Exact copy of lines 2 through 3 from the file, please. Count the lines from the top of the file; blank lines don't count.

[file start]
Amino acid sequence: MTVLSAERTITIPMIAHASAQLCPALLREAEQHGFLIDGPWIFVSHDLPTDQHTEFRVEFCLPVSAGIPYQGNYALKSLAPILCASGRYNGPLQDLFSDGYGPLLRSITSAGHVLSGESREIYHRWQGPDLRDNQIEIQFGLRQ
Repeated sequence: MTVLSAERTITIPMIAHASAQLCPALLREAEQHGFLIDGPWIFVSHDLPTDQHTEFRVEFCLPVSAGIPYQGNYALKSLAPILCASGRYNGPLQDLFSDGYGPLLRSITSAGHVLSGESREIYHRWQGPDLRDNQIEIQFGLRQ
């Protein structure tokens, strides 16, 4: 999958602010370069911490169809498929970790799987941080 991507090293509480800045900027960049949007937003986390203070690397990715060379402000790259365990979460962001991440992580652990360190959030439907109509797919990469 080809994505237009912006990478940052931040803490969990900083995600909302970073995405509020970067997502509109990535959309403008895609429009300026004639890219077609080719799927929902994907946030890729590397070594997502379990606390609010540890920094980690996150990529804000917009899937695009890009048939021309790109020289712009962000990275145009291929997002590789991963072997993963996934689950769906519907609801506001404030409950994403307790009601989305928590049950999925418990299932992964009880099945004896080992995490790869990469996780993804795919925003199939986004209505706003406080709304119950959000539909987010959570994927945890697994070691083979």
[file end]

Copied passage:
Repeated sequence: MTVLSAERTITIPMIAHASAQLCPALLREAEQHGFLIDGPWIFVSHDLPTDQHTEFRVEFCLPVSAGIPYQGNYALKSLAPILCASGRYNGPLQDLFSDGYGPLLRSITSAGHVLSGESREIYHRWQGPDLRDNQIEIQFGLRQ
């Protein structure tokens, strides 16, 4: 999958602010370069911490169809498929970790799987941080 991507090293509480800045900027960049949007937003986390203070690397990715060379402000790259365990979460962001991440992580652990360190959030439907109509797919990469 080809994505237009912006990478940052931040803490969990900083995600909302970073995405509020970067997502509109990535959309403008895609429009300026004639890219077609080719799927929902994907946030890729590397070594997502379990606390609010540890920094980690996150990529804000917009899937695009890009048939021309790109020289712009962000990275145009291929997002590789991963072997993963996934689950769906519907609801506001404030409950994403307790009601989305928590049950999925418990299932992964009880099945004896080992995490790869990469996780993804795919925003199939986004209505706003406080709304119950959000539909987010959570994927945890697994070691083979």